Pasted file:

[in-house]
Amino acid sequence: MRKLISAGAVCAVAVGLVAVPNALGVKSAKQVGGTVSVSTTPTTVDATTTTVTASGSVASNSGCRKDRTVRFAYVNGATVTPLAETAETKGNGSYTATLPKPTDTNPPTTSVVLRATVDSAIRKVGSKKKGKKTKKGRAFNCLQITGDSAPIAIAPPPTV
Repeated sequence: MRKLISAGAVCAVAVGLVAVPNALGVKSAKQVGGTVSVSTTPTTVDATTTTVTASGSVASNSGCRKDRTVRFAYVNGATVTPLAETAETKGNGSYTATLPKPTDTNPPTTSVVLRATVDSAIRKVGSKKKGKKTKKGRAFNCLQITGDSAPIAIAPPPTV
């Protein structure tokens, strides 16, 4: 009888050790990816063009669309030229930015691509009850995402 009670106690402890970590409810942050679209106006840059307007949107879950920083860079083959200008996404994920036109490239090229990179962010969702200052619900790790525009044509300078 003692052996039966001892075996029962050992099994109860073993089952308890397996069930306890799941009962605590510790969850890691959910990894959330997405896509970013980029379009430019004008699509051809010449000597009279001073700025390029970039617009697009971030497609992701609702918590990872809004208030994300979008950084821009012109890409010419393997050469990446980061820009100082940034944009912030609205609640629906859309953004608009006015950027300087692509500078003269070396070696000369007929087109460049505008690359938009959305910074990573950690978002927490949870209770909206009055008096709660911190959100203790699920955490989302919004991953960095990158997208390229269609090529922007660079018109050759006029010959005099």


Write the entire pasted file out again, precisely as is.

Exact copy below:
[in-house]
Amino acid sequence: MRKLISAGAVCAVAVGLVAVPNALGVKSAKQVGGTVSVSTTPTTVDATTTTVTASGSVASNSGCRKDRTVRFAYVNGATVTPLAETAETKGNGSYTATLPKPTDTNPPTTSVVLRATVDSAIRKVGSKKKGKKTKKGRAFNCLQITGDSAPIAIAPPPTV
Repeated sequence: MRKLISAGAVCAVAVGLVAVPNALGVKSAKQVGGTVSVSTTPTTVDATTTTVTASGSVASNSGCRKDRTVRFAYVNGATVTPLAETAETKGNGSYTATLPKPTDTNPPTTSVVLRATVDSAIRKVGSKKKGKKTKKGRAFNCLQITGDSAPIAIAPPPTV
């Protein structure tokens, strides 16, 4: 009888050790990816063009669309030229930015691509009850995402 009670106690402890970590409810942050679209106006840059307007949107879950920083860079083959200008996404994920036109490239090229990179962010969702200052619900790790525009044509300078 003692052996039966001892075996029962050992099994109860073993089952308890397996069930306890799941009962605590510790969850890691959910990894959330997405896509970013980029379009430019004008699509051809010449000597009279001073700025390029970039617009697009971030497609992701609702918590990872809004208030994300979008950084821009012109890409010419393997050469990446980061820009100082940034944009912030609205609640629906859309953004608009006015950027300087692509500078003269070396070696000369007929087109460049505008690359938009959305910074990573950690978002927490949870209770909206009055008096709660911190959100203790699920955490989302919004991953960095990158997208390229269609090529922007660079018109050759006029010959005099």